March 14, 2012

Periodic Classification - II Three Marks

1. Calculate the effective nuclear charge experienced by the 4s electron in potassium atom. (S =16.8).
Atomic number / Actual charge of K atom (Z)    = 19
Screening constant (S)                                       = 16.8
Effective nuclear charge (Z*)                         = Z – S
                                                                          = 19 – 16.8
                          Z*  = 2.2
2. Calculate the electronegativity value of fluorine on Mullikan's scale from the following data: Ionisation potential of F = 17.4 eV/atom, Electron affinity of F = 3.62 eV/atom.
         Electronegativity of F   = (IP)F - (EA)F / 2 x 2.8
= 17.4 + 3.62 / 5.6
= 21.02 / 5.6
         Electronegativity of F   = 3.75
3. Compare the first ionisation energy of Aluminium (Z = 13) with that of Magnesium (Z = 12). Justify your answer.
The first ionization energy of Aluminium is lower than that of Magnesium.
The electronic configuration of Magnesium is [Ne]3s2 and that of Aluminium is [Ne] 3s2 3p1.
Thus, one has to remove 3p-electron in case of Aluminium and 3s-electron in the case of Magnesium. But it is easier to remove the p-electron than the s-electron.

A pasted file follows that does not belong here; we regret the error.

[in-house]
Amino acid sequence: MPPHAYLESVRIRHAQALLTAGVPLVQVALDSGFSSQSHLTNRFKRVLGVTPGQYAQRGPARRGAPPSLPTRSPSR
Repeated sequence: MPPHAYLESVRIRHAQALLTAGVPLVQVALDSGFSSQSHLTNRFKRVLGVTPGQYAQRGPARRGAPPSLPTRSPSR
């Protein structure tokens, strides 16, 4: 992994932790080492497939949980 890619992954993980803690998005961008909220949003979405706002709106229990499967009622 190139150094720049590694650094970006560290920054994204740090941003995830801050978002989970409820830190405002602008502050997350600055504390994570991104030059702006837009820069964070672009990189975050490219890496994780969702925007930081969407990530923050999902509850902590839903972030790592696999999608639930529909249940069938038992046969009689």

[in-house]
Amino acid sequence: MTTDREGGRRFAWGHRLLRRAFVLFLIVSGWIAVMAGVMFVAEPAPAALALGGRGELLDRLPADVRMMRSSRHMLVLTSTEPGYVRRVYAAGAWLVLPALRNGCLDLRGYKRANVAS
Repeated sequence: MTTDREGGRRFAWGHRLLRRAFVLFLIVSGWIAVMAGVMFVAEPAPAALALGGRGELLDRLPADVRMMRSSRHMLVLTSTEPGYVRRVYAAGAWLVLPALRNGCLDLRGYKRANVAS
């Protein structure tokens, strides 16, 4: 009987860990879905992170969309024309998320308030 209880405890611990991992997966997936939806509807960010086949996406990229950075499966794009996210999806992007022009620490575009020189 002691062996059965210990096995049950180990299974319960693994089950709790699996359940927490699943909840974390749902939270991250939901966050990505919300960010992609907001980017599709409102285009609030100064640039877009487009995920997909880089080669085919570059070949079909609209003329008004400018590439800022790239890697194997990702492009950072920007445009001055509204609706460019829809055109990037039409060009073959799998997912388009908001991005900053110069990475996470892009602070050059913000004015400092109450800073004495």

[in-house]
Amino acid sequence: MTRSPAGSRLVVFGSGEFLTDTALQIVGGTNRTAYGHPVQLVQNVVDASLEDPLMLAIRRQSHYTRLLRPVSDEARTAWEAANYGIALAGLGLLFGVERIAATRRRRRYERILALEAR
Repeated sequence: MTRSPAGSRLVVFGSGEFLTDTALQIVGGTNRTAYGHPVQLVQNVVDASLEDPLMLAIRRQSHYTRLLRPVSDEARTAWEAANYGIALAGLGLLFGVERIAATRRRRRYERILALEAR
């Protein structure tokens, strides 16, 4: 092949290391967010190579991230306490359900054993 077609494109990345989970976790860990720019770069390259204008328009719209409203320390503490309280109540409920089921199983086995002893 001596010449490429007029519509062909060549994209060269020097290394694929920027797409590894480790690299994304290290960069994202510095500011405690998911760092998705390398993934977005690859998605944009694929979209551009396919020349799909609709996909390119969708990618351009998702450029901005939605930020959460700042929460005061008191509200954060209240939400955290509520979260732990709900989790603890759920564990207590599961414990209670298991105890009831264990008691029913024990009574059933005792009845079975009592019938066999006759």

Thus, the first ionization energy of Aluminium is lower than that of Magnesium.
4. Compare the ionisation energy of nitrogen with that of oxygen.
1.Ionisation energy of N > O (or) Ionisation energy of O < N
2.Nitrogen atom (Z = 7; 1s2 2s2 2px1 2py12pz1) is having stable half filled 2p orbital.
3.Oxygen atom (Z = 8; 1s2 2s2 2px2 2py12pz1) loses an electron easily to acquire the stable half filled 2p orbital.
5. Define electron affinity.
            Amount of energy which is released when an extra electron enters the valence orbital of an isolated neutral atom to form a negative ion.
      Atom(g) + Electron(g)   Negative ion(g) + Energy
6. Explain why the first ionisation energy of Be is greater than that of B. Or The ionisation energy of boron is less than beryllium. Why?
Boron atom (Z = 5; 1s2 2s2 2px1 2py0 2pz0) is having one unpaired electron in the 2p-subshell. Be-atom (Z = 4; 1s2 2s2) is having paired electrons in the 2s subshell.
As the completely filled 2s-subshell in Be-atom is more stable than B-atom due to symmetry, more energy would be needed to remove an electron from Be-atom. Hence, Be has high ionisation energy.
7. If the d(C – Cl) is 1.76 Å and r(Cl) is 0.99 Å, find the radius of carbon atom.
d(C – Cl)   = 1.76 Å
r(Cl)    = 0.99 Å
    Thus, d(C–Cl)    = r(C) + r(Cl)
    r(C)  = d(C – Cl) – r(Cl)
     = 1.76 – 0.99
Radius of carbon atom r(C) = 0.77 Å
8. Ionisation energy of Neon is greater than that of Fluorine. Give reason. Or Neon has more ionisation energy than fluorine. Why?
1. The nuclear charge of Ne (Z = 10) is more than that of F (Z = 9). Ne > F
2. Greater the nuclear charge, greater would be the force of attraction between nucleus and outermost electron.
3. Neon has the stablest / completely filled / fully filled electronic configuration 1s22s2 2p6